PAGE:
Elevate Difference


For those who don’t know Antarctica is the sophmore effort of Israeli director Yair Hochner. Hochner, like Eytan Fox, is re/defining queer film in Israel. Both his movies, Good Boys (which I found disturbing and heartbreaking) and Antarctica have been the talk of the festival circuit since their releases. Hochner has also been instrumental in founding the first annual LGBTQI Film Festival in Telaviv, now on its third year.

Hochner’s movies are hauntingly beautiful and impossible to view only once. In fact, I have watched Antarctica no less than seven times in the last month and am currently going through unhappy withdrawal now that Here network is no longer screening it. I meant to write a review of the film while it was still available through Here online, but every time I sat down to watch it for the review, I simply got re-enthralled and found it hard to flatten the film out on paper.

Regular readers know that my film reviews try to be as in depth as possible and to avoid gushing because I want them to be useful to independent filmmakers who often link here to promote their films and documentaries. So I think you also know how good I think this movie is given that I’m telling you what a whack-a-mole I’ve been since not having instant access to it.

This trailer really doesn’t do the film justice; it is so much more than your average “who ends up with who” romantic comedy.

The story centers around Omer and Danny and their intersecting lives. When we first meet Danny, he is a newly out dancer with a crush on established dance icon Boaz. Unfortunately for Danny, Boaz “never” sleeps with the same man twice and prefers it if they are gone before he wakes up in the morning. Through a fluke involving a kitty, Omer leaves Boaz’s apartment before they hook up and just in time to set the stage for Danny to move in. Despite this mini-miracle, Danny’s thirty off-screen days with Boaz leave him broken and wounded.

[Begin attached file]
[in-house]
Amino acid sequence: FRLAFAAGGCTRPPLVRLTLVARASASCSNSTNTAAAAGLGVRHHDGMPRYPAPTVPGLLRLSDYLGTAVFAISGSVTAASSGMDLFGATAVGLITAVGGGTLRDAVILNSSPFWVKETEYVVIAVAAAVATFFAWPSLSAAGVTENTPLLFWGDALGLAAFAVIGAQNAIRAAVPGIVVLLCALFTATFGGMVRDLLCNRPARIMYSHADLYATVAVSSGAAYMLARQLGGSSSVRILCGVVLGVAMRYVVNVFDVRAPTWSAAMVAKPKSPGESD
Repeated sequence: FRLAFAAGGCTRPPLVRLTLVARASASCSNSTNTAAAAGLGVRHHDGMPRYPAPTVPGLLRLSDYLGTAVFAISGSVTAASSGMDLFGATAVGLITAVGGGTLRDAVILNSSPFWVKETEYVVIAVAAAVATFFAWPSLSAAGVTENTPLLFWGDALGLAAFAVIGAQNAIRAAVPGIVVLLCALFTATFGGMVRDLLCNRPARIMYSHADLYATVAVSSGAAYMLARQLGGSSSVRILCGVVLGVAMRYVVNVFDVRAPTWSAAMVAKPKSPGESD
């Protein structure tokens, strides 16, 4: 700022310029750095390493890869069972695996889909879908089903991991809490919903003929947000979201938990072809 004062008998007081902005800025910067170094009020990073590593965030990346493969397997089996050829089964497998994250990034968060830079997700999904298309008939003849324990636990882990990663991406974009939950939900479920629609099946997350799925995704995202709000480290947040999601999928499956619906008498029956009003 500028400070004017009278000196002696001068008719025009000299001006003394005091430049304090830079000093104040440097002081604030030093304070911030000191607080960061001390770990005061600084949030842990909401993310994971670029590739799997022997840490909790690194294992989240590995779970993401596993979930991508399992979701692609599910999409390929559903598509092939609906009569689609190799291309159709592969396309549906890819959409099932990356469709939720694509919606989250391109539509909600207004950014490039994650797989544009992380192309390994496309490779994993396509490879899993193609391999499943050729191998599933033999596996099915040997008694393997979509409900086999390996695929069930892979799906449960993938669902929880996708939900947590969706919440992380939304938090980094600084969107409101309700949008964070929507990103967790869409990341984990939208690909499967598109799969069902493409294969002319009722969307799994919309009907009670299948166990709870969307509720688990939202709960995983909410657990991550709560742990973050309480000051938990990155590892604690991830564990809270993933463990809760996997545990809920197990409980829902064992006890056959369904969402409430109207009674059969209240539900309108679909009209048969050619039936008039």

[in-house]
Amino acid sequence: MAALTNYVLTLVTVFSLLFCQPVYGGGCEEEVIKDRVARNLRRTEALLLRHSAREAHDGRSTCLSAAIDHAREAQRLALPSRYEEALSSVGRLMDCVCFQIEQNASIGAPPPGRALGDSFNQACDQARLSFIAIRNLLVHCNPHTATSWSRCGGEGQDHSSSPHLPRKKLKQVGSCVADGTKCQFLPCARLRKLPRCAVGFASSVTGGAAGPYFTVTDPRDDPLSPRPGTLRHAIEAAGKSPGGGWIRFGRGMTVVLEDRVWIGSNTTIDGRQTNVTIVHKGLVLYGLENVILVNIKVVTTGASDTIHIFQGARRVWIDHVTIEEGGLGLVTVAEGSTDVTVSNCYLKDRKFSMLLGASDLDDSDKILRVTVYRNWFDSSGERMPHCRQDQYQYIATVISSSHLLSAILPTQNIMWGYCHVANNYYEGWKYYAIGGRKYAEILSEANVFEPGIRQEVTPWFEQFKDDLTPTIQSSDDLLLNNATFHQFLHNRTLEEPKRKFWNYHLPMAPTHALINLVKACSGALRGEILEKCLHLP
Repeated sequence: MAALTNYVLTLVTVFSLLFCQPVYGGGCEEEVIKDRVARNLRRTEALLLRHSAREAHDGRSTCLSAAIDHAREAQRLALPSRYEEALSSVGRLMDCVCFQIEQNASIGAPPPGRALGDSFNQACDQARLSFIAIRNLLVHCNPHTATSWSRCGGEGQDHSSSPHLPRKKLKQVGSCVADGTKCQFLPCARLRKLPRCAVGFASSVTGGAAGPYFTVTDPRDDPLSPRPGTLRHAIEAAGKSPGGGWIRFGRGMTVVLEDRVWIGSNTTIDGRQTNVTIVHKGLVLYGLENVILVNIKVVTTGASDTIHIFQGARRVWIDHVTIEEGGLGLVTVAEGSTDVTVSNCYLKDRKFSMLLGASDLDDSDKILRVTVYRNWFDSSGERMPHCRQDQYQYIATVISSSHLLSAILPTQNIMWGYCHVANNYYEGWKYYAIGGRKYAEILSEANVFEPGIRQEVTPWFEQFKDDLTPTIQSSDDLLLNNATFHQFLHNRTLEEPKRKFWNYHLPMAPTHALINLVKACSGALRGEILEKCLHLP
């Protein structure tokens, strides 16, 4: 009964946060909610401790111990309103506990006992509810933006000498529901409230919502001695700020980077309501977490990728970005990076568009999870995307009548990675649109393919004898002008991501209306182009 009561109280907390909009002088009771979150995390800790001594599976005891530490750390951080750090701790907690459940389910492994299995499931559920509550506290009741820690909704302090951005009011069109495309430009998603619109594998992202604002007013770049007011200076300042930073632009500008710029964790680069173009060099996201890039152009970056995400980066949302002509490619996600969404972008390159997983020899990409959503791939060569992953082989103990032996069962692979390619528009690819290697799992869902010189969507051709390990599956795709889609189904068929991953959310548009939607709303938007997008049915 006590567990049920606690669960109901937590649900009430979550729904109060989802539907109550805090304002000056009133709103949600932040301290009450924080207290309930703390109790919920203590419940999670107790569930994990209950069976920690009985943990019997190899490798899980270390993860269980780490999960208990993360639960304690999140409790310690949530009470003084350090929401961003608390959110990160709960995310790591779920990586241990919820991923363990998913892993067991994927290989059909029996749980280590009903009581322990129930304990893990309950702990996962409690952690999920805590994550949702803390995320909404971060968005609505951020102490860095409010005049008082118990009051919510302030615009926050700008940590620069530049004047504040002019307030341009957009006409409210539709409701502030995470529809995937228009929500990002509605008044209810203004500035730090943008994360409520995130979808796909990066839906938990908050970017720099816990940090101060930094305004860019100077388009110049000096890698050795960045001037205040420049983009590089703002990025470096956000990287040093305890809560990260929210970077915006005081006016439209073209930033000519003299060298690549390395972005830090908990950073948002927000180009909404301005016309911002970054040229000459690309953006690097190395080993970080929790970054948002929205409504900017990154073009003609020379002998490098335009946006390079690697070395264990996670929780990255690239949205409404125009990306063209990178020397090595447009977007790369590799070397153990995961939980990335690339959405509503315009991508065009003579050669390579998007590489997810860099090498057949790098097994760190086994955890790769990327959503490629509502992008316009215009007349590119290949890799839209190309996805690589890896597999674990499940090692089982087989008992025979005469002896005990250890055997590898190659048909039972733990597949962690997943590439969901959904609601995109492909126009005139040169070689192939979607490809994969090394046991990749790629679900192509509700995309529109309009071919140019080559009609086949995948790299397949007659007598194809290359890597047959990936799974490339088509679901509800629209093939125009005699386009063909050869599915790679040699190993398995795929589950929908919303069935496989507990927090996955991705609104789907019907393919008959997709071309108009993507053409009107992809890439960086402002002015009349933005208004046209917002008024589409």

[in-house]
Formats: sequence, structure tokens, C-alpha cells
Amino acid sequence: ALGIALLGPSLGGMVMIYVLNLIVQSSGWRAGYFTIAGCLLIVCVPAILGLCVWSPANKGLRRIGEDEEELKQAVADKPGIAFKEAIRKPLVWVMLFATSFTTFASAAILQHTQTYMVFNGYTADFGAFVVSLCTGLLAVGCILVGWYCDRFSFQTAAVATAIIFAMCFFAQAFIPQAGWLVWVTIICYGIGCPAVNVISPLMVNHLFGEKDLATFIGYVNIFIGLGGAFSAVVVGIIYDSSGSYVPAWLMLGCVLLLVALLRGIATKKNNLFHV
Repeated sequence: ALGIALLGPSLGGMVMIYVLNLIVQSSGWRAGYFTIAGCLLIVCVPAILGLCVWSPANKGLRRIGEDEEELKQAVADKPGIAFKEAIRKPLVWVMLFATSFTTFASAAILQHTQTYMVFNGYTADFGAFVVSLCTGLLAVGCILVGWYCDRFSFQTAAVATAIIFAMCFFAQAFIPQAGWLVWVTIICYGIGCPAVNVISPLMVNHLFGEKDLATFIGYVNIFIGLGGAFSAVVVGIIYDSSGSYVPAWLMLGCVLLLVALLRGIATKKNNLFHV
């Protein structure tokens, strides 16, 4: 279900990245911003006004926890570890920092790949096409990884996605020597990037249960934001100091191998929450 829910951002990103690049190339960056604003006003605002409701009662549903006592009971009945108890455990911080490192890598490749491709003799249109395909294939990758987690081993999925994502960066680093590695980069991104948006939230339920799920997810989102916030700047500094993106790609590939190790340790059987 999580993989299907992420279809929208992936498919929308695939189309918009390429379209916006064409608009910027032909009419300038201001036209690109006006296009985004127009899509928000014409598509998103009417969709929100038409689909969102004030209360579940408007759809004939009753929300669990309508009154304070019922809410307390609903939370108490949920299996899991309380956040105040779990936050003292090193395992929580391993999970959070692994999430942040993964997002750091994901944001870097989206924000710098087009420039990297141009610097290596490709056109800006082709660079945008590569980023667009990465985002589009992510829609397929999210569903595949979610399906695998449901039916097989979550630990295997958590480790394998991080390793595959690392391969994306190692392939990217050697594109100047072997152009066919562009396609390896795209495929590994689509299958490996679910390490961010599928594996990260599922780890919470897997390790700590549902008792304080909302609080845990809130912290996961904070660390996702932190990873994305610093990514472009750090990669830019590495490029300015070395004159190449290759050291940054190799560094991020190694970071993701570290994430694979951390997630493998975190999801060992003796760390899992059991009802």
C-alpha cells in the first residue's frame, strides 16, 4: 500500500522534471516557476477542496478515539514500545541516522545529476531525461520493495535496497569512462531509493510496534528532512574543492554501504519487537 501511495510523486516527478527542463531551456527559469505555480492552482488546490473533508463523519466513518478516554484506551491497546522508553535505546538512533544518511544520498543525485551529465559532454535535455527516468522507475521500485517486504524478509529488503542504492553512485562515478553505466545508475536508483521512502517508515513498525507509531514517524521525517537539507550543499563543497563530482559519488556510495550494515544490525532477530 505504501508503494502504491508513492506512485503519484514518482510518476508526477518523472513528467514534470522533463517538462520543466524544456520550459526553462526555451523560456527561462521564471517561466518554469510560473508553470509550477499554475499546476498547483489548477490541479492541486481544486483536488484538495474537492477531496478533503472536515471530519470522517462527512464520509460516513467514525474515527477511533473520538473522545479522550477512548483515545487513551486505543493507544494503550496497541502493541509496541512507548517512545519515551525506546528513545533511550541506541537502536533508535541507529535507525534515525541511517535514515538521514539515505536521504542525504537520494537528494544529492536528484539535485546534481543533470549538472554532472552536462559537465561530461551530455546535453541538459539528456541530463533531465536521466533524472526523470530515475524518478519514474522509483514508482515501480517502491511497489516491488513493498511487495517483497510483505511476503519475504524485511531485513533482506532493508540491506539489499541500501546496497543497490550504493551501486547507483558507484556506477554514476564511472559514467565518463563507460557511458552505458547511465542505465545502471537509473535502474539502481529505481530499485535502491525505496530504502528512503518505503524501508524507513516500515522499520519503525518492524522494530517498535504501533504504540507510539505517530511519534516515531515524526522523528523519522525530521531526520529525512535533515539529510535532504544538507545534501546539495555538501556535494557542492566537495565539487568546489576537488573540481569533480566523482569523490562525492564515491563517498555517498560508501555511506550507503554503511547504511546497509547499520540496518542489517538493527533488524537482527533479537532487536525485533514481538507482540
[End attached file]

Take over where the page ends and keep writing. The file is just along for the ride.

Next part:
The film begins in earnest three years later, when Danny, now an up and coming star in the dance world, is living with his ex-boyfriend Ronen. Ronen is looking for the real thing while working on a story about alien abductees for an article for the newspaper for which he writes. For some reason, he thinks he’ll find it online even tho he has already found it in the form of the young man he watches, and who watches him, at the library where he does his research. That young man, is Omer.

In the two days before Omer’s thirtieth birthday, Danny and Omer’s lives will intertwine around both Boaz and Ronen as well as Omer’s bestfriend, and Ronen’s internet hook up, Miki. (Miki, played by Yuval Raz, should be recognizable to fans of Good Boys. For people like me, traumatized by what happens to him in that movie and what it costs, it is nice to see him playing someone happy and trauma free.)

In a parallel story, Omer’s sister Shirley tries to pick up and reimagine her own life after canceling her wedding. Shirley works as a waitress in a gay and lesbian bar owned by Michal. In another off-screen romance that predates the timeframe of the film, Shirley and Michal fell in love. Michal wants desperately to create a life with Shirley that centers around her bar, the women who sing amazing folk songs in it, and the men and women who hookup there. While Shirley cares deeply for Michal, her newfound desire is like a door to infinite possibilities that she wants to step through and find herself inside. She explains this to Michal with simple question from which this film derives its title, “Will you go with me to Antarctica?”

This question has so many meanings in the film. On the one hand, it represents the different stages that the characters are in, in their lives. Danny, Shirley, and Miki are all young queer people exploring what it means to be out. Danny’s path is tragic, partially because of his own naivete and partially because he lacks the initiative Shirley and Miki have in the film. Shirley gives up what might be true love to find herself, but she is blessed enough to have Michal, who promises to love her no matter how far she goes or who she becomes. In a way, Shirley and Danny are mirrors of each other, illustrating what could happen if Shirley got stuck in one place instead of trusting herself to grow.